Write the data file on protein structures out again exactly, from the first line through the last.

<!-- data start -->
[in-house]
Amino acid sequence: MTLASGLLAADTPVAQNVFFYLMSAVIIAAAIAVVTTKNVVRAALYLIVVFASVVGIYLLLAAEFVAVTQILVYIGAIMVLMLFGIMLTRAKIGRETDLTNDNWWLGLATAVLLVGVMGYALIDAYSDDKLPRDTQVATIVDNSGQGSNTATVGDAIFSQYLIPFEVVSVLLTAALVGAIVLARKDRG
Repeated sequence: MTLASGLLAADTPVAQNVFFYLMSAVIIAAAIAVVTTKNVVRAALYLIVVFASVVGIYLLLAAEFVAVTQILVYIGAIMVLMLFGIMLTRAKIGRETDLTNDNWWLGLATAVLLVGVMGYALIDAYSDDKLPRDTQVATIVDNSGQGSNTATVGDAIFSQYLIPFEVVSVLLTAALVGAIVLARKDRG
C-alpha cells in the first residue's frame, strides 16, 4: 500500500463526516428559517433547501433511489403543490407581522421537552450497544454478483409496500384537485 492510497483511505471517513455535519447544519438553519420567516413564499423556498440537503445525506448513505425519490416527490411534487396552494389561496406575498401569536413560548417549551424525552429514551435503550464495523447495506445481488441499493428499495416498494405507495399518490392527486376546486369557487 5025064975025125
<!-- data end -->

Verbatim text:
[in-house]
Amino acid sequence: MTLASGLLAADTPVAQNVFFYLMSAVIIAAAIAVVTTKNVVRAALYLIVVFASVVGIYLLLAAEFVAVTQILVYIGAIMVLMLFGIMLTRAKIGRETDLTNDNWWLGLATAVLLVGVMGYALIDAYSDDKLPRDTQVATIVDNSGQGSNTATVGDAIFSQYLIPFEVVSVLLTAALVGAIVLARKDRG
Repeated sequence: MTLASGLLAADTPVAQNVFFYLMSAVIIAAAIAVVTTKNVVRAALYLIVVFASVVGIYLLLAAEFVAVTQILVYIGAIMVLMLFGIMLTRAKIGRETDLTNDNWWLGLATAVLLVGVMGYALIDAYSDDKLPRDTQVATIVDNSGQGSNTATVGDAIFSQYLIPFEVVSVLLTAALVGAIVLARKDRG
C-alpha cells in the first residue's frame, strides 16, 4: 500500500463526516428559517433547501433511489403543490407581522421537552450497544454478483409496500384537485 492510497483511505471517513455535519447544519438553519420567516413564499423556498440537503445525506448513505425519490416527490411534487396552494389561496406575498401569536413560548417549551424525552429514551435503550464495523447495506445481488441499493428499495416498494405507495399518490392527486376546486369557487 5025064975025125